Additionally, while texture is not a central emphasis in this work, it is noteworthy that other studies have shown that both grain growth and recrystallization kinetics can be additionally influenced by grain orientation and strain path [26,27,28,29]. In this work, the effect of varying thermal and mechanical strain routes are examined specifically in relation to grain growth. To that end, one of the aforementioned studies [19] is revisited and careful electron backscatter diffraction (EBSD) experiments, similar to those reported in [30], are performed. In these experiments, however, EBSD is combined with image segmentation based on crystallographic orientation to extract advancement rates associated with initial onset (emergence) and continuing growth (progression) of abnormally large grains in a simple Ni system.

2. Materials and Methods

Commercially pure Ni-200 bars (with dimensions of 152 mm × 6.35 mm × 6.35 mm) were thermomechanically processed using a Stanat Model: TA 215 rolling mill (Stanat Mfg. Co. Inc., Westbury, NY, USA) and a Lindberg/Blue M tube furnace (Lindberg/Mph, Riverside, MI, USA), see Figure 1. Samples were cold rolled using multiple rolling passes to achieve a desired reduction of 0%, 3%, 6%, or 9%, respectively. Once rolled, samples were metallographically polished to a 0.05 μm colloidal silica finish. Focus ion beam (FIB) and micro-hardness indent fiducial markers were then placed on each sample so specific regions of interest (ROIs) could be tracked throughout each stage of the experiment while not impeding the field of view associated with any ROI. At room temperature, EBSD was performed on the rolling direction (RD) plane of the pre-selected ROIs for the 0%, 3%, 6%, and 9% strained cases. Samples were then cyclically and progressively annealed for 30 min at 700 °C, 720 °C, 740 °C, 760 °C, 780 °C, and 800 °C, under a flowing argon-rich or hydrogen-rich atmosphere to prevent oxidation.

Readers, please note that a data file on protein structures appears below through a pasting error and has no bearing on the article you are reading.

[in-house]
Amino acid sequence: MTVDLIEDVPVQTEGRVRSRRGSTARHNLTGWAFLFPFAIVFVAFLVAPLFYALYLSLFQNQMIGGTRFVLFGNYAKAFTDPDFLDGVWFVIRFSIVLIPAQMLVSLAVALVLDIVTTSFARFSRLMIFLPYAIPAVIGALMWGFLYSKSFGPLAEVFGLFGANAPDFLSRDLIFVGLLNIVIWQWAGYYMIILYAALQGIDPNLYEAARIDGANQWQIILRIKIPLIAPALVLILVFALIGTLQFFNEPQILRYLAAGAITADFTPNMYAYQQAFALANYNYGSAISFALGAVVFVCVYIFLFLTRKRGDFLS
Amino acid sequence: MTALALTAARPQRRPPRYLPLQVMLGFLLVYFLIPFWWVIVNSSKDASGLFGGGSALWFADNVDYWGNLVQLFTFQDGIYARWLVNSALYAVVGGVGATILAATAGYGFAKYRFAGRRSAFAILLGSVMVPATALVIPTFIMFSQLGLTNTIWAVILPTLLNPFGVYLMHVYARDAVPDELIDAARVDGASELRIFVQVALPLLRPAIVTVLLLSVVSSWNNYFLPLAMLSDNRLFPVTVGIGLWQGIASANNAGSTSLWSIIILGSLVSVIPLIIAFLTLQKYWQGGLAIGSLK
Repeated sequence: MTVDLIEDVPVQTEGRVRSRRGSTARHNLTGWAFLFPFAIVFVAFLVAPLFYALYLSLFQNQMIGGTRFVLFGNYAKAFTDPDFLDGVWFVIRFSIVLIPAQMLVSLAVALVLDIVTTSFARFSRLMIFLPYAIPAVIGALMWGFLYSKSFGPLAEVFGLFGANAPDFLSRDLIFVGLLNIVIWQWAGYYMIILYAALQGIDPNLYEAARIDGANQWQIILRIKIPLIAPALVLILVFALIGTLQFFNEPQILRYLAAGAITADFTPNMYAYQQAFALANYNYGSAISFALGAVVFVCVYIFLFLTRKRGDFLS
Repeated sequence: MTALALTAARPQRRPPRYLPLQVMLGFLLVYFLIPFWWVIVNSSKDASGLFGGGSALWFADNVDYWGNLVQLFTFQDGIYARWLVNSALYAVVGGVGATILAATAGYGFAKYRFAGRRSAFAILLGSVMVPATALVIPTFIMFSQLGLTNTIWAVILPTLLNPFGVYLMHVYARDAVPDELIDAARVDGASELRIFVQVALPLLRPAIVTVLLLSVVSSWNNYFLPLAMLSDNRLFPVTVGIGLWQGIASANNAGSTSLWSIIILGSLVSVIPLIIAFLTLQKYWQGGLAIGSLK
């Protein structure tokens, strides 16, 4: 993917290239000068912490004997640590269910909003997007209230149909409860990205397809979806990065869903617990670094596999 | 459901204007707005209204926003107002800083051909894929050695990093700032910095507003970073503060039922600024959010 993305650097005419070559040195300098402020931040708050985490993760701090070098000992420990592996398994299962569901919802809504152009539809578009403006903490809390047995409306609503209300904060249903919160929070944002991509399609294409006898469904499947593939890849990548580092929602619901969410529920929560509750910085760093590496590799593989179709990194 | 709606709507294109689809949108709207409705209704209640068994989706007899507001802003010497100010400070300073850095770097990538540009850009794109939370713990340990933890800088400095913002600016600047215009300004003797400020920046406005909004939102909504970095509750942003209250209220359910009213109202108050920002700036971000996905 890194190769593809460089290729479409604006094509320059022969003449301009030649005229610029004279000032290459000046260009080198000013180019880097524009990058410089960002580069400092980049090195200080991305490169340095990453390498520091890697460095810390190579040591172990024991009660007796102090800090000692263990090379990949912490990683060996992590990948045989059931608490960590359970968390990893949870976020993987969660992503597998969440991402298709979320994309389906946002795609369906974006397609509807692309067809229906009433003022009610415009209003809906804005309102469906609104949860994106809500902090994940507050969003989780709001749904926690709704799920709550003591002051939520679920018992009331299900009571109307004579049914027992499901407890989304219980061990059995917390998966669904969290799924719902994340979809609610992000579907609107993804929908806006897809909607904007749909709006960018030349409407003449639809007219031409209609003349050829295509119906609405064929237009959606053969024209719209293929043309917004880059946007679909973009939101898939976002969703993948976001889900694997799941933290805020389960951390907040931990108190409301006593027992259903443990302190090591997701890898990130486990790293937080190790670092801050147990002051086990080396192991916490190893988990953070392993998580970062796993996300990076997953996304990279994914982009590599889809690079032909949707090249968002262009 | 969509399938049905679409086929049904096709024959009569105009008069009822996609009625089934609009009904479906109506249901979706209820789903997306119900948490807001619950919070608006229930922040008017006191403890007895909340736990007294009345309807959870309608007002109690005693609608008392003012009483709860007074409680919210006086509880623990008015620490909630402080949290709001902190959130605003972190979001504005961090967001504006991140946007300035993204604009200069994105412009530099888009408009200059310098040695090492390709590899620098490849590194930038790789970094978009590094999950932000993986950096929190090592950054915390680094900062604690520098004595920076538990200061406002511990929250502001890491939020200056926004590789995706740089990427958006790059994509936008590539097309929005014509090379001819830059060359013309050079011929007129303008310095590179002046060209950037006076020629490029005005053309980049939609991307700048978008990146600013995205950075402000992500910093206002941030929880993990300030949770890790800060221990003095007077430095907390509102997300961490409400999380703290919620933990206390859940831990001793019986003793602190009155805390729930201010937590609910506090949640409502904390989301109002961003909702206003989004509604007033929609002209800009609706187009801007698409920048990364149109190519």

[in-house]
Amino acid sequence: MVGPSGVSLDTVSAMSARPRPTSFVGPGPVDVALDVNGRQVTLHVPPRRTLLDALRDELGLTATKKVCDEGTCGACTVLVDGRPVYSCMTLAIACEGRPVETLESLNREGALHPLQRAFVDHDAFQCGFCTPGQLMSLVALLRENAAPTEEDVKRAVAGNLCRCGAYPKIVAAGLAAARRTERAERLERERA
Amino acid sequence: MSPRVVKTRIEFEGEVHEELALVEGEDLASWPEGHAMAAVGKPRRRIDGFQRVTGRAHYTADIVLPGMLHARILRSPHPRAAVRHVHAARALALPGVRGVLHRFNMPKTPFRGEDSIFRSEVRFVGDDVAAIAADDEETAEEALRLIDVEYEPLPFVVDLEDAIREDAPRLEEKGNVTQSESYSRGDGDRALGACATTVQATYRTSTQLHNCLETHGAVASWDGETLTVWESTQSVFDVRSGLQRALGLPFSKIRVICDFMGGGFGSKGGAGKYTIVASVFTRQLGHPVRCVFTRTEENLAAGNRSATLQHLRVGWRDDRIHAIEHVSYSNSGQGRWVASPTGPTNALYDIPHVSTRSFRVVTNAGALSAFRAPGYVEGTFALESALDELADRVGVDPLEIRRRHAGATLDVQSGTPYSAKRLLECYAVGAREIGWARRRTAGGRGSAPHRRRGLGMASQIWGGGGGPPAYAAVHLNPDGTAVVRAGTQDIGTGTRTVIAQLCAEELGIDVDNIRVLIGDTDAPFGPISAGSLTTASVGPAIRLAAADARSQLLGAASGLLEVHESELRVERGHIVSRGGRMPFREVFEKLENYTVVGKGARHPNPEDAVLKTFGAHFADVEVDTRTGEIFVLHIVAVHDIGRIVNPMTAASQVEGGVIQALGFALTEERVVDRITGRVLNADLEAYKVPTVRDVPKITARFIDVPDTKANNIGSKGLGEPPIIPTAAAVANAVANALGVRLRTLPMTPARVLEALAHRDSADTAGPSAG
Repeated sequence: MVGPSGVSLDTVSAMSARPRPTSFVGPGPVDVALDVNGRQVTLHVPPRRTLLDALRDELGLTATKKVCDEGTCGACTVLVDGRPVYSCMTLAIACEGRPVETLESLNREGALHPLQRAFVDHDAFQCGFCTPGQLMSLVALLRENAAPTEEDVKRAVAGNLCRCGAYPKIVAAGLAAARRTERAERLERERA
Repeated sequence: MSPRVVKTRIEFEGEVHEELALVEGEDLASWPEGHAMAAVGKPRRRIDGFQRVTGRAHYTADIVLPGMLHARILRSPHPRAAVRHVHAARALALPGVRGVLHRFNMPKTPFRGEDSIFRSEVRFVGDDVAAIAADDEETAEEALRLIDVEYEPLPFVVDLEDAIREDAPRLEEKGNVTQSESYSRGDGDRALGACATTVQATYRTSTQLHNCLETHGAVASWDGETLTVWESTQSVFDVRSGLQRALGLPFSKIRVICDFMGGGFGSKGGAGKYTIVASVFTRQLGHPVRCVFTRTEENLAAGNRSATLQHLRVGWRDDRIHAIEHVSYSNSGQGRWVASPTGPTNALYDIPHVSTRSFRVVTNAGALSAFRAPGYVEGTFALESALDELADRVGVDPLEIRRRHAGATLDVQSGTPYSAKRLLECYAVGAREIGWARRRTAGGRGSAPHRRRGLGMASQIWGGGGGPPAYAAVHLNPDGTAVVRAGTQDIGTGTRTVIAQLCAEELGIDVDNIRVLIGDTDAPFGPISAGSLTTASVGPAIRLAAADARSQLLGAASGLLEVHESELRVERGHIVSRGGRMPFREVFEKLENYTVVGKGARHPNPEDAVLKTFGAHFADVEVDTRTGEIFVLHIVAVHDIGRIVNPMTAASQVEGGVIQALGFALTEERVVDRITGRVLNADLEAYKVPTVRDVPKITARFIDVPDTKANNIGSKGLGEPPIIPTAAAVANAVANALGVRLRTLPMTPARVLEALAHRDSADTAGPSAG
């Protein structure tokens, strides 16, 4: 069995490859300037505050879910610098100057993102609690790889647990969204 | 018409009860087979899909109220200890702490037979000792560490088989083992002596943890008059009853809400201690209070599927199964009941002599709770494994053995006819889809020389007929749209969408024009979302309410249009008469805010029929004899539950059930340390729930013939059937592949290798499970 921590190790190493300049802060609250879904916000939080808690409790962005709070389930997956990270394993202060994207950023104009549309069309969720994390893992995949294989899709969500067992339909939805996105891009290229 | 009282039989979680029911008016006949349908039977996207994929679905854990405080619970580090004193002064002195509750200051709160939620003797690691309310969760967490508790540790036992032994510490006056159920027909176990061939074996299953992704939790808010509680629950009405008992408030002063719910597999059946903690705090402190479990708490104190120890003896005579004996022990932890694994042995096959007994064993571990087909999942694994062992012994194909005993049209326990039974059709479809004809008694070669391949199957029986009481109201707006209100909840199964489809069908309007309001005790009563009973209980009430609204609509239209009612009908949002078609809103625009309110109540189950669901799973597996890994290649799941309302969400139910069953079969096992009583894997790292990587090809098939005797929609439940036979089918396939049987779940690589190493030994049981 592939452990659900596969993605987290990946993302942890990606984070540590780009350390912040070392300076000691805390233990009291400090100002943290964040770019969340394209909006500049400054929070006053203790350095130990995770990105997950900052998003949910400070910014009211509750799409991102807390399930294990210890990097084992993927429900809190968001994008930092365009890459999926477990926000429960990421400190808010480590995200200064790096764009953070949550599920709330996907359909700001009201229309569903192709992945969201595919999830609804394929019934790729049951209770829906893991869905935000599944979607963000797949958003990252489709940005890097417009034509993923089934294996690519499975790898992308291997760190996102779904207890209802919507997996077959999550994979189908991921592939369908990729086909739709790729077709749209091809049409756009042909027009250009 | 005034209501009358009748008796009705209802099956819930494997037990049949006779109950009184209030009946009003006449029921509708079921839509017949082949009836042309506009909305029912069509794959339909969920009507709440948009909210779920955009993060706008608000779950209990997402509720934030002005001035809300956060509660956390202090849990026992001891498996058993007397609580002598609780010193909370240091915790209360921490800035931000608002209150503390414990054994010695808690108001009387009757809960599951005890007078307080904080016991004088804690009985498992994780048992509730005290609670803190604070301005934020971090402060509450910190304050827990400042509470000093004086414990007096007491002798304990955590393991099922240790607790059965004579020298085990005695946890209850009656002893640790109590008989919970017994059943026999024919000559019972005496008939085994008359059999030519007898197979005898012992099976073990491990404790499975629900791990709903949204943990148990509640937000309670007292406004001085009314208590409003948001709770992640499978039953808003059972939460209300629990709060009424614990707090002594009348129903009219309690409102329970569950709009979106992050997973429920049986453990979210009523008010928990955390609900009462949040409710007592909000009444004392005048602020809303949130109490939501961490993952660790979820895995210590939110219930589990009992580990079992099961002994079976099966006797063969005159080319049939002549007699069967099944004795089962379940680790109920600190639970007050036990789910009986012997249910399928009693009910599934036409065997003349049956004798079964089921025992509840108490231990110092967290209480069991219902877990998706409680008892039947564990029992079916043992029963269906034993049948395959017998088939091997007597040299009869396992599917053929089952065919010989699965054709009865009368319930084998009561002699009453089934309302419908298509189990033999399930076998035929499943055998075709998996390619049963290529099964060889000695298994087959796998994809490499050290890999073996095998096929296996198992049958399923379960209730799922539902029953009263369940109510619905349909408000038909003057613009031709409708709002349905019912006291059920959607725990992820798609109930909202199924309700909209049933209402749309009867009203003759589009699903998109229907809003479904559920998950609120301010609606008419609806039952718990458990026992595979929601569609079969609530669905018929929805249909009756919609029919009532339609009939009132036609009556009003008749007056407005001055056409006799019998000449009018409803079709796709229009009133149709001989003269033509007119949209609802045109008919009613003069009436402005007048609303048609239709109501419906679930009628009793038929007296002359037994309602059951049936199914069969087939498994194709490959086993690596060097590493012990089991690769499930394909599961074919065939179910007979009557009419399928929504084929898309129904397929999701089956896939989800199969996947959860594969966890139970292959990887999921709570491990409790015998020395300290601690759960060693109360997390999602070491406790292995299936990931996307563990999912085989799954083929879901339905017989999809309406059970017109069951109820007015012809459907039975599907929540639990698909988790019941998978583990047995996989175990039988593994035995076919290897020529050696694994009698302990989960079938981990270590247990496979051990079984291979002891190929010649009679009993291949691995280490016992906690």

After each annealing cycle, see Figure 2, samples were returned to room temperature and EBSD was performed on the same pre-selected ROI to document any changes in the grain population. Operating parameters for the collection of EBSD data utilized the following arrangement: A nominal beam current of 4 nA, a camera binning size of 4 × 4 or 6 × 6, and an indexing step size of 0.5 or 1 μm over multiple cross-sectional areas of 500 × 500 square μm or larger. TexSEM Laboratories (TSL) orientation imaging microscopy analysis by EDAX, Inc. (Mahwah, NJ, USA). was used to analyze EBSD data and all EBSD maps were filtered using the Neighbor Confidence Index (CI) Correlation followed by Grain CI Standardization cleanup processes, where an average confidence index of >0.1 was used. The reader is directed to reference [19] for additional information regarding the experimental procedure should further detail be desired.
Grain boundary characterization for the unstrained “as-received” Nickel-200 material is shown in Figure 3. The mean grain size diameter, including twin boundary distributions, displayed a near Gaussian distribution with a mean grain size of 7 μm and an area fraction mode of 20% at a grain size of 15 μm, Figure 3a. The polycrystalline material also bore no specific bias in texture or anisotropy in grain morphology but presented a twin-containing equiaxed microstructure, see Figure 3b–e. The orientation maps and pole figure in Figure 3c–e are shown with respect to the RD.

3. Results

For initial induced strains of 0%, 3%, 6%, and 9%, a series of EBSD maps are shown in Figure 4 where a given ROI is maintained along each row. Each cell reveals the EBSD map acquired following a specific cyclic annealing dwell temperature. As can be seen, AGG was observed to initiate at 780 °C for 0% strain; 760 °C for 3% strain; 740 °C for 6% strain; and 720 °C for 9% strain. For the cases in which abnormal grain growth was observed, bimodal distributions for grain size were also seen. Grains occupying the secondary peak of these bimodal distributions, which corresponded to higher mean grain sizes, were considered abnormally large [19]. Quantitatively, these grains corresponded to the upper 30% of their specific grain-size distributions across nearly all cases. So in this way, a consistent numeric threshold was applied for delineation of abnormally large grains. In Figure 4, these grains are outlined in black to assist in clearly identifying their locations and presence.